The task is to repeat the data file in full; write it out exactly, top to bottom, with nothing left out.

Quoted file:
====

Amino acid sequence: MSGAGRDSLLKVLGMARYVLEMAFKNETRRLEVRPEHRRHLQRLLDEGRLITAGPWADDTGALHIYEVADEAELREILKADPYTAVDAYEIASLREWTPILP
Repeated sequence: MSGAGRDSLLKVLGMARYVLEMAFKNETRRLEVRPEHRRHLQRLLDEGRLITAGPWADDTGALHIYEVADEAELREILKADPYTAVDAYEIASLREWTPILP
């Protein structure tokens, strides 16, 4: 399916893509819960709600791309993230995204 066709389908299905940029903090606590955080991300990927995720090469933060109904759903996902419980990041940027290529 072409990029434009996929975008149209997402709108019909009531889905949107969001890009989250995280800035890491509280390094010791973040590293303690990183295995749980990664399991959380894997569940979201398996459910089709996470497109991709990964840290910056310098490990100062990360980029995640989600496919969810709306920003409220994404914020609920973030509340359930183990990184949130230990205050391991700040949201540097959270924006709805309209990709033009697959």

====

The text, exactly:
Amino acid sequence: MSGAGRDSLLKVLGMARYVLEMAFKNETRRLEVRPEHRRHLQRLLDEGRLITAGPWADDTGALHIYEVADEAELREILKADPYTAVDAYEIASLREWTPILP
Repeated sequence: MSGAGRDSLLKVLGMARYVLEMAFKNETRRLEVRPEHRRHLQRLLDEGRLITAGPWADDTGALHIYEVADEAELREILKADPYTAVDAYEIASLREWTPILP
């Protein structure tokens, strides 16, 4: 399916893509819960709600791309993230995204 066709389908299905940029903090606590955080991300990927995720090469933060109904759903996902419980990041940027290529 072409990029434009996929975008149209997402709108019909009531889905949107969001890009989250995280800035890491509280390094010791973040590293303690990183295995749980990664399991959380894997569940979201398996459910089709996470497109991709990964840290910056310098490990100062990360980029995640989600496919969810709306920003409220994404914020609920973030509340359930183990990184949130230990205050391991700040949201540097959270924006709805309209990709033009697959």